And so as we happily come to a slow halt into half term, it’s time to write something about how my eldest daughter has found the first 7 weeks of secondary school (not to mention her worry prone mother ;-).
I’ve not written a thing about this massive coming of age yet, partly because Hop-Along Husband’s situation has taken precedence on this blog space, but also as I wanted to give it a little bit of time to comment. My sister-in-law’s timely advice at the start of term that “Year 7 can be a huge roller coaster ride so don’t get too caught up in every up and down”, has been probably the best advice I’ve been given. Thank you, G!
So how has she done? I can sum it up in 5 words: Taken it in her stride.
How fantastic is that?
You see, before she started secondary school, I was one of those mums who quietly (and not so quietly to my husband) worried about how on earth my innocent, unworldly-wise daughter was going to fare in a school that was a far cry from her cosy single entry, middle-class primary school. Thankfully, my husband’s broken leg gave me something else to occupy my mind in the summer holidays, and so we hit September less anxious than I’d anticipated (there’s that silver lining again). I can’t say the same for my daughter; she since told me that she’d been so nervous on 3rd September, but as soon as she started to her relief the whole thing seemed far less daunting than expected.
From making new friends, to getting her homework done, packing her bag each day, negotiating the dinner queue, to sharing a classroom with girls “with attitude”, she’s taken it in her stride. More to the point, she’s quietly really enjoying herself. The PGL 3 day trip to Wiltshire was “fantastic” despite scary physical challenges like the high ropes and annoying challenges of sharing a room with a girl who ignored all pleas to “turn off the light!!”…. OK, she’s not had to do the journey to school in her own steam yet (I drive her with another girl as its on the way to my son’s primary school) but she’s starting to sometimes walk home with girls from the local area. She’s even had 5 awards for good work/homework.
Ah, there’s that word: homework. This has probably been the thing that she, and the rest of us, have found the hardest about Year 7. Despite them officially being given 25 mins of homework for each subject, each week, the volume seems far greater than this. Being a naturally diligent girl, she wants to do everything ‘just right’. This will be her first big lesson in secondary school life, I think: how to decide what to do well, and what to ‘make do’. We’re helping her with that as much as we can, but I’m hoping she’ll learn soon enough.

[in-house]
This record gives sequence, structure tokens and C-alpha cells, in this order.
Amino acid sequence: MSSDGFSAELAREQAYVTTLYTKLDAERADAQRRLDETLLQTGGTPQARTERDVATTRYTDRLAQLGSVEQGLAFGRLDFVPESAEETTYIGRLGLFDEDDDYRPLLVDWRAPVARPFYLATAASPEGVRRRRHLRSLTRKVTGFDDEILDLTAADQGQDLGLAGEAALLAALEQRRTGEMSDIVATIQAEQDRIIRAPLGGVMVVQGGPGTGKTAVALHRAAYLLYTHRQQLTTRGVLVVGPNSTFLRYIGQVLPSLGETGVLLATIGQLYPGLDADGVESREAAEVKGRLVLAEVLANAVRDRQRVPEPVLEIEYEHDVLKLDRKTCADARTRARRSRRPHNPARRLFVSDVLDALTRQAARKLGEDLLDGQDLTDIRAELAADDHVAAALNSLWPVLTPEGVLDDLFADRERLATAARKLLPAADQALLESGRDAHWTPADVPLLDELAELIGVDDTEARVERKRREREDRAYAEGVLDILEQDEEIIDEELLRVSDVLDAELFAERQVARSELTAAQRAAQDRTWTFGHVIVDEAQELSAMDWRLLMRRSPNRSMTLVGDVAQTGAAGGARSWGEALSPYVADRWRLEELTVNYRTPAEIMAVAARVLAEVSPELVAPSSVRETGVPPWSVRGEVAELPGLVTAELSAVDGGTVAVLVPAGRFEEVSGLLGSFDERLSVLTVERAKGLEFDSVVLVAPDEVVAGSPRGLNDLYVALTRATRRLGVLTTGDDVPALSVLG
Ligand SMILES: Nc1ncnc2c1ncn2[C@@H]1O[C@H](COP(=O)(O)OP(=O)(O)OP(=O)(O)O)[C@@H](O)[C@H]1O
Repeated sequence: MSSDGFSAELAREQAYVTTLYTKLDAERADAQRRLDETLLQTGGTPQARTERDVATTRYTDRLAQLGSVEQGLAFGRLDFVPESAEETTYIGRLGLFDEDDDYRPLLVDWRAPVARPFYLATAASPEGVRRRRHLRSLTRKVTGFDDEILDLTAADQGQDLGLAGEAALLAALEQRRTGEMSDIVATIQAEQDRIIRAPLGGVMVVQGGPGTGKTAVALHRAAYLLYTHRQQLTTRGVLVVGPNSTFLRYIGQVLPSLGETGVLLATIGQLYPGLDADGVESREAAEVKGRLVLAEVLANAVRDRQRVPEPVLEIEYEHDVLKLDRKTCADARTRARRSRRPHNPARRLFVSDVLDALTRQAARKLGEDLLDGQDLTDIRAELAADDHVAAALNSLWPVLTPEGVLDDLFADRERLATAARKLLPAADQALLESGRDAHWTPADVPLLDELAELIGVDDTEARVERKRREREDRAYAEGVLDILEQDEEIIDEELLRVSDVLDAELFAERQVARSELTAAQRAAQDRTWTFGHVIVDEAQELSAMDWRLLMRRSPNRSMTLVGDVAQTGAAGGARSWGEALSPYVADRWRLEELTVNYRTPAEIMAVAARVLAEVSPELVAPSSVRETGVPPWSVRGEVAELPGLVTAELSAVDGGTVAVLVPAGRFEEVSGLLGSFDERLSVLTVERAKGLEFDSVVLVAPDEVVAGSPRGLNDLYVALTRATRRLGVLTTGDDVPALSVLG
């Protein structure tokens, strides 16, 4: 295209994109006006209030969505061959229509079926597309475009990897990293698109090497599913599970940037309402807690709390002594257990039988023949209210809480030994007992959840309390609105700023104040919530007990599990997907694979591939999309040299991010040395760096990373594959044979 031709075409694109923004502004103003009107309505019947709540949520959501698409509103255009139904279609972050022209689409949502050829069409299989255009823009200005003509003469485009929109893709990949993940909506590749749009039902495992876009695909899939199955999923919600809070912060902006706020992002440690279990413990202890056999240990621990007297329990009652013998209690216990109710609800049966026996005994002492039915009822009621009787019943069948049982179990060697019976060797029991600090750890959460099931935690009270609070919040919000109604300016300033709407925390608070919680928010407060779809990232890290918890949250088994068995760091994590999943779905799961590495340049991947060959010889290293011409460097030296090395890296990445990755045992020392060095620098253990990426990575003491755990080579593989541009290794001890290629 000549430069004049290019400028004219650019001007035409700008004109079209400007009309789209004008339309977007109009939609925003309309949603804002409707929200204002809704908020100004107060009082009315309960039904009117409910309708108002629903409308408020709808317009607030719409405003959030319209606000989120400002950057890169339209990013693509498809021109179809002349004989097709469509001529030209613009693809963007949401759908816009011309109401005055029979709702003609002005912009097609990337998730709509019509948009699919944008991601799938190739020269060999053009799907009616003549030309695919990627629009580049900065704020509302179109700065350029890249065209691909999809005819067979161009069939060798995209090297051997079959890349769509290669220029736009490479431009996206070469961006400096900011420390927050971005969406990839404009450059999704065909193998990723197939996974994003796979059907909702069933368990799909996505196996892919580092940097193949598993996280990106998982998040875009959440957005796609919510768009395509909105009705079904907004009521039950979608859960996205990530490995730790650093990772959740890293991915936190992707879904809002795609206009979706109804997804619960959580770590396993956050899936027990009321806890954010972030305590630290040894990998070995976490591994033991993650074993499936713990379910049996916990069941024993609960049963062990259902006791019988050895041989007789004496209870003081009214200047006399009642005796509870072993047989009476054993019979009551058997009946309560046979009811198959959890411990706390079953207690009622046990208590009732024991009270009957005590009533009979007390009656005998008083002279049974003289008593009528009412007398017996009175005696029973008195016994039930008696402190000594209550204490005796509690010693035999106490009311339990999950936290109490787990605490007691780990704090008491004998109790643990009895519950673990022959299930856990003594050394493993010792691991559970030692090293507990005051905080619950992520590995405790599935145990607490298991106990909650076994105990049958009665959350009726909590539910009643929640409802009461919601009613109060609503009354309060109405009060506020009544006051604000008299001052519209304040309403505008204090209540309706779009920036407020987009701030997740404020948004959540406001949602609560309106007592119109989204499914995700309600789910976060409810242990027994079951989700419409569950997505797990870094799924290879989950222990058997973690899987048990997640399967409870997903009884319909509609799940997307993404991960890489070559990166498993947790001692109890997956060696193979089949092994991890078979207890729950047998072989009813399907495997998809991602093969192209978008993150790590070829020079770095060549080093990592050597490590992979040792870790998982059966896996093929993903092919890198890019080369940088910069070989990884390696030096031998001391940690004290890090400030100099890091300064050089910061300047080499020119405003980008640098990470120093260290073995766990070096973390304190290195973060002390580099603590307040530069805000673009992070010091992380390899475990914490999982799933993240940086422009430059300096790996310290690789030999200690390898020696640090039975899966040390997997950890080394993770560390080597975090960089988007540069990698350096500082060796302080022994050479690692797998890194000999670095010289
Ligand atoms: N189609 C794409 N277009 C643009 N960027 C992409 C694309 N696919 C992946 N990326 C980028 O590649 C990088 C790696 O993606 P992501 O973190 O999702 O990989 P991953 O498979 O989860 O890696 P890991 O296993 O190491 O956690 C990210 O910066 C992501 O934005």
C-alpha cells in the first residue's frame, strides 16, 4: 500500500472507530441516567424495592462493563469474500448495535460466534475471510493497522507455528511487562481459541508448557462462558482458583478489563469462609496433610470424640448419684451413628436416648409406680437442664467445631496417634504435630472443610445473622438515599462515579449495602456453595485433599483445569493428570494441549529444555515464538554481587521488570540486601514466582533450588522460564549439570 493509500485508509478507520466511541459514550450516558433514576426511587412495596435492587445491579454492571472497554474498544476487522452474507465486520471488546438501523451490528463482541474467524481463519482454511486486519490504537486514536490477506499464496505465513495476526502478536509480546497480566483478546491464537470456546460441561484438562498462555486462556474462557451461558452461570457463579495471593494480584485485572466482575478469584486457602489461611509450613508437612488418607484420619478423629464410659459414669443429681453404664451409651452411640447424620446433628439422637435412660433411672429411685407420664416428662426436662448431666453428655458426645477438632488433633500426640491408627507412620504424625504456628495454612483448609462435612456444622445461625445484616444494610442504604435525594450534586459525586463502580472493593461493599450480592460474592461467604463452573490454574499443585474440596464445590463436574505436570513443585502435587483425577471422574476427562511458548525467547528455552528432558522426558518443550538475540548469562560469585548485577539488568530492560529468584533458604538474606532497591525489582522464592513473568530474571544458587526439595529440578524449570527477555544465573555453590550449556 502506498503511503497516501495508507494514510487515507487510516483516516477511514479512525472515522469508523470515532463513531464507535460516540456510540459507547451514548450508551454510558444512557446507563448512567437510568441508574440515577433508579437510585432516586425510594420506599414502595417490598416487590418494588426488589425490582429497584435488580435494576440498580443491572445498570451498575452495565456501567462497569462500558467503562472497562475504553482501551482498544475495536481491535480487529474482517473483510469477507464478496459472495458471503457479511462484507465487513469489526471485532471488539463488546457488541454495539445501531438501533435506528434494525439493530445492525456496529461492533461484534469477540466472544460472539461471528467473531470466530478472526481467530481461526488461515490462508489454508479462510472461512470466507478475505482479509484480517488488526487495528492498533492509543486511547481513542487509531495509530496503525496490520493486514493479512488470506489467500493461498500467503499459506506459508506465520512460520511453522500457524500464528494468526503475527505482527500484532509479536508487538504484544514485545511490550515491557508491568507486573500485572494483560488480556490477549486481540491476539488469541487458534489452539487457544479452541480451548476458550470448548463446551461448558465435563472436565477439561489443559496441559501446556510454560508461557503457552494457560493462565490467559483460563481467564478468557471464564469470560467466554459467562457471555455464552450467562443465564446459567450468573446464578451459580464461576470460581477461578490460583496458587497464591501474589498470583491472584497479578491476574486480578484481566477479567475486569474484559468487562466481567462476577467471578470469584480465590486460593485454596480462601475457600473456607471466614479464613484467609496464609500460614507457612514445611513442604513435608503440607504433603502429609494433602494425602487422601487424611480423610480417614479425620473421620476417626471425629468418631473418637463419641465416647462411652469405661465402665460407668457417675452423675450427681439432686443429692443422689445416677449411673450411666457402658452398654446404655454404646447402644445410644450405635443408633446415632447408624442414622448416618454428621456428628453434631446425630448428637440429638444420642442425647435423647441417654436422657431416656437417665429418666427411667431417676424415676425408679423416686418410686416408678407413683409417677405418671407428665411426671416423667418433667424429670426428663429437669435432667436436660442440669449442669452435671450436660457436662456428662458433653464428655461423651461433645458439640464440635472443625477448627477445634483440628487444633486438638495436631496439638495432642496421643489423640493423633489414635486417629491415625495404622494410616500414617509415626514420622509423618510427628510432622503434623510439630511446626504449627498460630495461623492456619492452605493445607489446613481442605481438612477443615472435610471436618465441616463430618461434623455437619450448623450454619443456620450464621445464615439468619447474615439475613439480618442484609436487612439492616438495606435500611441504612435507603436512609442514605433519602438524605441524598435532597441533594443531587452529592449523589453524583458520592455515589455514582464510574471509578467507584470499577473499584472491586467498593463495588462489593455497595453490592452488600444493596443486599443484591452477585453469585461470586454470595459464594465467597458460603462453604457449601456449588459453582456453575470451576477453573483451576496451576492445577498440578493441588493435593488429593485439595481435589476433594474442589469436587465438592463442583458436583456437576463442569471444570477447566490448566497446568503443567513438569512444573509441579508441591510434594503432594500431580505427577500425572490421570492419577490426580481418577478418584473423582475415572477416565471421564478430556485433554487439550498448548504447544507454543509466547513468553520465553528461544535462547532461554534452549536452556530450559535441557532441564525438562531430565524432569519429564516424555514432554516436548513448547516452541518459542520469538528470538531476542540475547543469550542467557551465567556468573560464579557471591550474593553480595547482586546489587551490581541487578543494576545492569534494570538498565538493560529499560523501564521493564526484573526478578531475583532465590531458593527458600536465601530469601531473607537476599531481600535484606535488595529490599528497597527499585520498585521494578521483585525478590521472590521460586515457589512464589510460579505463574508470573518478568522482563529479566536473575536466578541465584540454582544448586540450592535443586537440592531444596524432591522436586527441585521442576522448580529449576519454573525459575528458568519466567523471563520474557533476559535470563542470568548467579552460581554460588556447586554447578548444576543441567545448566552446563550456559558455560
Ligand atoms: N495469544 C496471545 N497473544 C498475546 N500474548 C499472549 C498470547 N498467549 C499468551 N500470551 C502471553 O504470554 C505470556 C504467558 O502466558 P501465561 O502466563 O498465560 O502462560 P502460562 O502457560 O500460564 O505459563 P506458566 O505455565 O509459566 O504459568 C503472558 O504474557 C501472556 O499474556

What I struggle with is how so many of the tasks clearly need way more than 25 mins to complete, causing my daughter to spend most of her free time bent over her ipad scouring the internet to complete the latest homework task (all pupils are given mini ipads for a small deposit from the parents). “They don’t seem to realise that we have other interests in life!” she said frustratedly last weekend. I’m told that its worse in other schools (gee!) but that it gets better in Year 8. OFSTED are to blame, apparently. Enough said.
The other thing that has taken me by surprise has been the lack of text books and reliance on the internet for their research into any and every subject. Text books are sometimes used in the classroom, but never brought home for homework. Call me a dinosaur, but surely text books are helpful in that they show a pupil the various kinds of information available on a subject, ways of presenting and structuring it. You know, those things called ‘chapters’?. People might say “But knowledge changes and it’s expensive to keep updating text books” Yes, to a certain degree, but surely our knowledge of crime and punishment in Roman and Anglo-Saxon times hasn’t changed dramatically in the last 5-10 years (thinking of the average life of a school text book)?
Of course, kids need to know how to use the internet, and this is an essential part of learning these days, but that takes time and skill, and so surely there should be a balance of reference books and internet? Having it all laid out in one place makes it far easier to actually learn. It’d make homework far quicker, apart from anything else.
I’m sure we’re far from the only school like this. Anyone else have this at their school? I’d love to know – it’s all new to me!
Having said all that, the school have been fantastic at being responsive if we have questions and concerns – being able to email teachers when stuck on these kind of issues is just so helpful. I’ve been careful not to bombard them as I don’t want to be a neurotic Yr 7 mum but when I have emailed them each time they’ve been very responsive. I’ve had an excellent exchange with one teacher (who turned out to be Head of Dept) about this issue of internet research who is fully aware of the need to gradually introduce pupils to internet-based homework.
Overall, the staff seem to have been warm, approachable and accessible which makes a huge difference to a Yr 7 settling in. We’re very appreciative of that.
Finally, the art teacher is as wonderful as we’d thought – she was one of the things that ‘sold’ the school to my daughter. She’s already improved her ability to draw eyes – take a look at this baby Orangutan that she sketched in bed last Sat morning (copied it from a photo). Amazing eh?!
And so its been a fantastic first half term. We’re immensely proud of her. She deserves a very well earned rest.